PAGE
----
Cotton: ‘Badmouthing The President’ Is ‘Pretty Sound Reason To Remove An Ambassador’

United States Senator Tom Cotton (Republican from Arkansas) makes an announcement on the introduction of the Reforming American Immigration for a Strong Economy (RAISE) Act in the Roosevelt Room at the White House in... United States Senator Tom Cotton (Republican from Arkansas) makes an announcement on the introduction of the Reforming American Immigration for a Strong Economy (RAISE) Act in the Roosevelt Room at the White House in Washington, D.C., U.S., 2 August 2017. The act aims to overhaul U.S. immigration by moving towards a "merit-based" system. - NO WIRE SERVICE ' Photo by: Zach Gibson/picture-alliance/dpa/AP Images MORE LESS
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January 26, 2020 3:04 p.m.
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Sen. Tom Cotton (R-AR) believes that “badmouthing” President Trump was enough to justify Ambassador Marie Yovanovitch’s ouster.

In an interview Sunday morning on CBS’ “Face the Nation,” Margaret Brennan pressed Cotton on the April 2018 recording of Trump telling Rudy Giuliani associates Lev Parnas and Igor Fruman to “take [Yovanovitch] out!” after he was told that the career foreign service officer was “badmouthing” him in Kyiv.

When asked if he found it troubling that there are recordings of the President discussing the Ukraine pressure campaign with Giuliani associates, who he claimed he didn’t know, Cotton denied that he had any concerns and compared it to “what happened in the Brett Kavanaugh case when the Democrats kept releasing supposed bombshells” and that “all we’re missing here is Michael Avenatti to come out and defend someone as well.”

Pressed again on whether he finds the recording damaging in any way, Cotton responded that the “video was more than a year before he asked Maria Yovanovitch to be removed.”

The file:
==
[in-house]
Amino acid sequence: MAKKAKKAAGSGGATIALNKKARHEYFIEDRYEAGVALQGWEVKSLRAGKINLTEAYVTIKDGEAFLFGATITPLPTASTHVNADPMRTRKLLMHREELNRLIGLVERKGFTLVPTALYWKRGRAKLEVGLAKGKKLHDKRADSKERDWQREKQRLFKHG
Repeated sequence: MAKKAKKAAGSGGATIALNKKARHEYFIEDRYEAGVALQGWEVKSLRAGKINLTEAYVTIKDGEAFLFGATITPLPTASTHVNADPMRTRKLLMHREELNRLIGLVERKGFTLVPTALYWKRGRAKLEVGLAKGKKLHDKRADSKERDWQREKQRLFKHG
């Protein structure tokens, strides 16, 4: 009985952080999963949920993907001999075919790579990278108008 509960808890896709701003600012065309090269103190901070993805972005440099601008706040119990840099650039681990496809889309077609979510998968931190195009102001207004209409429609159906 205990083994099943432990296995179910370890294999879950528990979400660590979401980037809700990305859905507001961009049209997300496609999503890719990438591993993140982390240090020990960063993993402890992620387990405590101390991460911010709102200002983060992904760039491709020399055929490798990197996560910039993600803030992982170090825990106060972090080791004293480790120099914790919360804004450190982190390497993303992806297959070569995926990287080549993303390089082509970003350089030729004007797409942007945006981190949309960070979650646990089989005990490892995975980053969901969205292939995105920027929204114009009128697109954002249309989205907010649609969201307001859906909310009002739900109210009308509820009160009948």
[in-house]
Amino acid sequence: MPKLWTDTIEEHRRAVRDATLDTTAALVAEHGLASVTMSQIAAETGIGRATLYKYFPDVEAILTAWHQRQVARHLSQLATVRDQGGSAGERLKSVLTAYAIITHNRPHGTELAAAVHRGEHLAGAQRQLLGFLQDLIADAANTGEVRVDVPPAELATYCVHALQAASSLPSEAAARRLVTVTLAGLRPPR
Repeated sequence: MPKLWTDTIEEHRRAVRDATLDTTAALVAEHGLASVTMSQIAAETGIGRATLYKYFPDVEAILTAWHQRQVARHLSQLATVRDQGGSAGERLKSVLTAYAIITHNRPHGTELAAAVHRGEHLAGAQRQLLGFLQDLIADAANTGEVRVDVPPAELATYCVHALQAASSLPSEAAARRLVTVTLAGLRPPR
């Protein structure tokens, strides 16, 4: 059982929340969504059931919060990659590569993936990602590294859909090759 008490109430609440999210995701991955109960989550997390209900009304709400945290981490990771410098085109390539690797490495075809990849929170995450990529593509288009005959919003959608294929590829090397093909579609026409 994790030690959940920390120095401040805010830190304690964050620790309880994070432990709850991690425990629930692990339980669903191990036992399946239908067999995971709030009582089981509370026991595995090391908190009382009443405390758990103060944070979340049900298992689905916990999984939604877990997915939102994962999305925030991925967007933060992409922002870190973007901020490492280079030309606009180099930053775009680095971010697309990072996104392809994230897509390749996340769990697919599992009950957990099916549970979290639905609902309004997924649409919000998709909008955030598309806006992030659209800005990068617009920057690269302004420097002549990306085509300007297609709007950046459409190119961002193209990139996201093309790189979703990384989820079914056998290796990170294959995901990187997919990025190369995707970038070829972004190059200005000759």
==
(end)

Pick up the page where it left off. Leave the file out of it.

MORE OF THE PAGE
“And he was told in that video, we just heard, that she’s running around Kyiv badmouthing you and saying that you’re going to be impeached — the President has the right to remove any ambassador for any reason or no reason whatsoever,” Cotton said. “An ambassador badmouthing the President is a pretty sound reason to remove an ambassador.”

After Brennan pointed out that although “the president absolutely has the right to do that, she told Cotton that “the question is why these business associates who have a financial and political interest in the matter were advising the President.”

Cotton then repeated his line that the “video occurred more than a year after she was removed” before he spoke over Brennan to argue that “it goes to show the President — he was not hasty.”

“He was not precipitous. He didn’t just act on the word of these people. He waited more than a year and got more information as well,” Cotton said. “So I think the video, again, it reminds me a lot of what we saw in the Kavanaugh controversy, and I don’t think it influences the votes of any senators that I’ve heard.”

Watch Cotton’s remarks below:

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